Fed Chairman Powell says interest rates “could be higher” than previously forecast

On Tuesday, Federal Reserve Chairman Jerome Powell warned that interest rates may be higher than central bank policymakers expect.

Citing data earlier this year that showed inflation had recovered from the slowdown seen at the end of 2022, the central bank chief warned of tighter monetary policy ahead to slow the growing economy.

“Recent economic data has been stronger than expected, suggesting that the final level of interest rates may be higher than previously expected,” Powell said in remarks prepared for two meetings on Capitol Hill this week. “We would be prepared to increase the pace of rate hikes if the data set suggests that more rapid tightening is warranted.”

These warnings have two implications: first, that the peak or terminal level of the federal funds rate may be higher than previous guidance from Fed officials, and second, that it moved to less than a quarter of a percentage point last month. If the inflation data is hot, the score increase could be short-lived.

Officials set the terminal rate at 5.1% based on December prices. According to data from CME Group, the current market price rose to a range of 5.5%-5.75% after Powell’s remarks. Powell did not specify how high rates would go.

The report comes with markets optimistic that the central bank will be able to tackle inflation without driving the economy into a hole. Stocks fell sharply after Powell’s remarks as Treasury yields rose.

Federal Reserve Chairman Jerome H. Powell testifies before a U.S. Senate Banking, Housing and Urban Affairs Committee hearing on the Semiannual Monetary Policy Report to Congress on Capitol Hill in Washington, U.S., March 7, 2023.

Kevin Lamarck | Reuters

The January data, a favorable indicator for policymakers, shows that inflation, as measured by the price of personal consumption expenditures, is still running at an annual rate of 5.4%. That’s well above the Fed’s long-term target of 2% and a shade past December’s level.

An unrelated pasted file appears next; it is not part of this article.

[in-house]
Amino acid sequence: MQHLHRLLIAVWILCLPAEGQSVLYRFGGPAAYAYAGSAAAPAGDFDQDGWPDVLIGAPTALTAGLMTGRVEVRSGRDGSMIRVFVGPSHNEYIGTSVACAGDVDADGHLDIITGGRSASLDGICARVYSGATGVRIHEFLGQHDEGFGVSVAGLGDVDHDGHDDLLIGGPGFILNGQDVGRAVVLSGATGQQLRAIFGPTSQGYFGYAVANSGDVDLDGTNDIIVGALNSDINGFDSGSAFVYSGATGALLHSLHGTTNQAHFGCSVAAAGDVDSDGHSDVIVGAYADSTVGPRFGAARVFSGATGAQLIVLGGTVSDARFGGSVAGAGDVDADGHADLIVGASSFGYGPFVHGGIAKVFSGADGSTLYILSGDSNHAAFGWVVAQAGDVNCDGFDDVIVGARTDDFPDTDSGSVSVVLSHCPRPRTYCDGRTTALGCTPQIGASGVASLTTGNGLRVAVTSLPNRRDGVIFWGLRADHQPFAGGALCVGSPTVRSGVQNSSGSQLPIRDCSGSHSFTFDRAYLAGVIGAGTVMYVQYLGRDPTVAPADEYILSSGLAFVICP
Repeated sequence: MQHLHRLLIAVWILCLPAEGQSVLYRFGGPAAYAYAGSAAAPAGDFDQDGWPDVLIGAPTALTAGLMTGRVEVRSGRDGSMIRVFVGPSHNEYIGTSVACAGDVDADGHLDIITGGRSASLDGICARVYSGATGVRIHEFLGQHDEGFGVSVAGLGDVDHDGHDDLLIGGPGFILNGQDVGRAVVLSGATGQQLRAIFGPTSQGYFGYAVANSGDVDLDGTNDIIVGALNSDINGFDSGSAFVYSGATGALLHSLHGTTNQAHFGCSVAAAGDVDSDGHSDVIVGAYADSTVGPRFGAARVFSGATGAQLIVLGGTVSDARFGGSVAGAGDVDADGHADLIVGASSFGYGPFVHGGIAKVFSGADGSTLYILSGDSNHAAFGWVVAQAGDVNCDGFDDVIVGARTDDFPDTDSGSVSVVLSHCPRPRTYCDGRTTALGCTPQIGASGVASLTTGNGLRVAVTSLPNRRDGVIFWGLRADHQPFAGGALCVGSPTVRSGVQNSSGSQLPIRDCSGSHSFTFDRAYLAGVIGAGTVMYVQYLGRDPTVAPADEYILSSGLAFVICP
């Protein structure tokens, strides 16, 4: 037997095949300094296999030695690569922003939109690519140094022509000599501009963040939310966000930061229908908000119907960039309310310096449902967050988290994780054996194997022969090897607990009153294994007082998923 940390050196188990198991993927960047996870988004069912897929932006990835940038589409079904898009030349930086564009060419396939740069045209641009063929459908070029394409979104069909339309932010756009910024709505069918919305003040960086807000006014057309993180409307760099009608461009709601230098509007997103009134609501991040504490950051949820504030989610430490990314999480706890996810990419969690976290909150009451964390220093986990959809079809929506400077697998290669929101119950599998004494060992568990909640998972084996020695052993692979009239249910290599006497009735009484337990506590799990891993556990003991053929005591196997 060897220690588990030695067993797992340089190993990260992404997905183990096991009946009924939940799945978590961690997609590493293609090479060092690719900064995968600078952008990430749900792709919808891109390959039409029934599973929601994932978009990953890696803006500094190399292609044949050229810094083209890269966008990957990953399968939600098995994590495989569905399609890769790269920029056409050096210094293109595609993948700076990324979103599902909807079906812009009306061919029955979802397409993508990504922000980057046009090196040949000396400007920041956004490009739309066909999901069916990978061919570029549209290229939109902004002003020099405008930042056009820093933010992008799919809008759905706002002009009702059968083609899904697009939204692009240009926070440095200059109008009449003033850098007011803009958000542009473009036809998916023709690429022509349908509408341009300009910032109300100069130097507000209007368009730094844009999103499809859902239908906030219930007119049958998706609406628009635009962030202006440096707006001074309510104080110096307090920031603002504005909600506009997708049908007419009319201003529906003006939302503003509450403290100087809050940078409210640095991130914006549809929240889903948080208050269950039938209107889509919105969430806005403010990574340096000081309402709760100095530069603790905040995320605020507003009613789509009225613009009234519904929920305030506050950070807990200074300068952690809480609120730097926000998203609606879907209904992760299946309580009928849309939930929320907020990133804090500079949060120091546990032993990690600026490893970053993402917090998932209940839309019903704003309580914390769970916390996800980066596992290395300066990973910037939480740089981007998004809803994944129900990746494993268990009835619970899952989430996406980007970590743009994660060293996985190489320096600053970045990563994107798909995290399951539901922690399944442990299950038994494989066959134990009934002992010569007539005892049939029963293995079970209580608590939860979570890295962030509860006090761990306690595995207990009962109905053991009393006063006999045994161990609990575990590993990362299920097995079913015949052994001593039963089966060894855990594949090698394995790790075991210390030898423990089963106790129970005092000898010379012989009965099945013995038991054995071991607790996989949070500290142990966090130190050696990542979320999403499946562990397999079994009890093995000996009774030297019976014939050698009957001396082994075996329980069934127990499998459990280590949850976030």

Powell said the current trend suggests the Fed’s job of fighting inflation is far from over, though he noted that the hot January inflation data may have been a product of some unseasonably warm weather.

“We’ve come a long way, so far the full impact of our tightening has yet to be felt. Even so, we still have a lot of work to do,” he said, adding that the road there could be “bumpy”.

Powell will appear before the Senate Banking, Housing and Urban Affairs Committee on Tuesday and then the House Financial Services Committee on Wednesday.

The chairman faced some backlash from Democrats on a Senate panel who blamed inflation on corporate greed and price gouging and said the Fed should reconsider its rate hikes. Senator Elizabeth Warren, a frequent critic of Powell, charged that the Fed’s inflation targets would leave 2 million people out of work.

“We are taking the only measures to reduce inflation,” Powell said. “If inflation stays at 5.6%, will working people be better off if we quit?”

The Fed has raised its benchmark funds rate eight times in the past year to its current target range of 4.5%-4.75%. By itself, the funds rate dictates what banks charge each other for overnight loans. But it also provides many other consumer debt products, such as mortgages, auto loans and credit cards.

In recent days, some officials, such as Atlanta Fed President Rafael Bostic, have indicated that rate hikes will end soon. However, others, including Gov. Christopher Waller, expressed concern over the latest inflation data and said tighter policy was likely to remain in place.

“Restoring price stability may require us to maintain an accommodative monetary policy stance for some time,” Powell said. “The historical record strongly warns against premature release of policy. We will follow the course until the work is completed.”

Powell noted some progress on inflation in areas such as housing.

However, he noted “little sign of inflation” when it comes to key services categories excluding housing, food and energy. This is an important criterion, given the chairman’s post-meeting press conference in early February that the economy was inflationary and helped boost stocks.

Markets had largely expected the Fed to adopt a second consecutive quarterly, or 25 basis point, rate hike at its Federal Open Market Committee meeting later this month. However, Powell said, according to data from the CME Group, markets are priced at more than a 50% chance of a half-point gain at the March 21-22 meeting.

Powell reiterated that rate decisions will be made “through the meeting” and will depend on the data and their impact on inflation and economic activity, not on a predetermined course.

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